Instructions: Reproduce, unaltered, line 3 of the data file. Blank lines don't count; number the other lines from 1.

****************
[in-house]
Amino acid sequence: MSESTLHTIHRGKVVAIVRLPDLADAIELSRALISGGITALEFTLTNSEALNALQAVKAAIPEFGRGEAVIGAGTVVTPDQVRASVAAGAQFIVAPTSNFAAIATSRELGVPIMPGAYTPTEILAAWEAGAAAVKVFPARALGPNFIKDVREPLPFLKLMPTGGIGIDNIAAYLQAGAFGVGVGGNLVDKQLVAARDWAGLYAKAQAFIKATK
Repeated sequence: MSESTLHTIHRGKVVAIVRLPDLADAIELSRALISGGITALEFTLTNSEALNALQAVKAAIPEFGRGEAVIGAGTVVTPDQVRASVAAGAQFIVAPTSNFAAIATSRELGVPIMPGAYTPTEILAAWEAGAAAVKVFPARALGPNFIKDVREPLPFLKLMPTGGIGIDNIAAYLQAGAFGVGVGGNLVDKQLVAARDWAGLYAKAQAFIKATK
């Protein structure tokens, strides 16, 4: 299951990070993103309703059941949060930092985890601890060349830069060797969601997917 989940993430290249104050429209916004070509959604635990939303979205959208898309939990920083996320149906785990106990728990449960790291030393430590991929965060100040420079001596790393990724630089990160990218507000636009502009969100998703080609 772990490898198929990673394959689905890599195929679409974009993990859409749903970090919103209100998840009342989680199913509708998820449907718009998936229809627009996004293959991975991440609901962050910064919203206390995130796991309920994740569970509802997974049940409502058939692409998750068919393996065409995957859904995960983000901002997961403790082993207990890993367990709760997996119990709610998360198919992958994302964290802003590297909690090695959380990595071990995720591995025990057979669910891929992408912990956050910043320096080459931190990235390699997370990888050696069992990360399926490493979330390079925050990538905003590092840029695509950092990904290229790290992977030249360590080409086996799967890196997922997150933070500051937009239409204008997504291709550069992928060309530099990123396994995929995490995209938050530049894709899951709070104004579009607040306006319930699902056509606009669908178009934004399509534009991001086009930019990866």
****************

Repeated sequence: MSESTLHTIHRGKVVAIVRLPDLADAIELSRALISGGITALEFTLTNSEALNALQAVKAAIPEFGRGEAVIGAGTVVTPDQVRASVAAGAQFIVAPTSNFAAIATSRELGVPIMPGAYTPTEILAAWEAGAAAVKVFPARALGPNFIKDVREPLPFLKLMPTGGIGIDNIAAYLQAGAFGVGVGGNLVDKQLVAARDWAGLYAKAQAFIKATK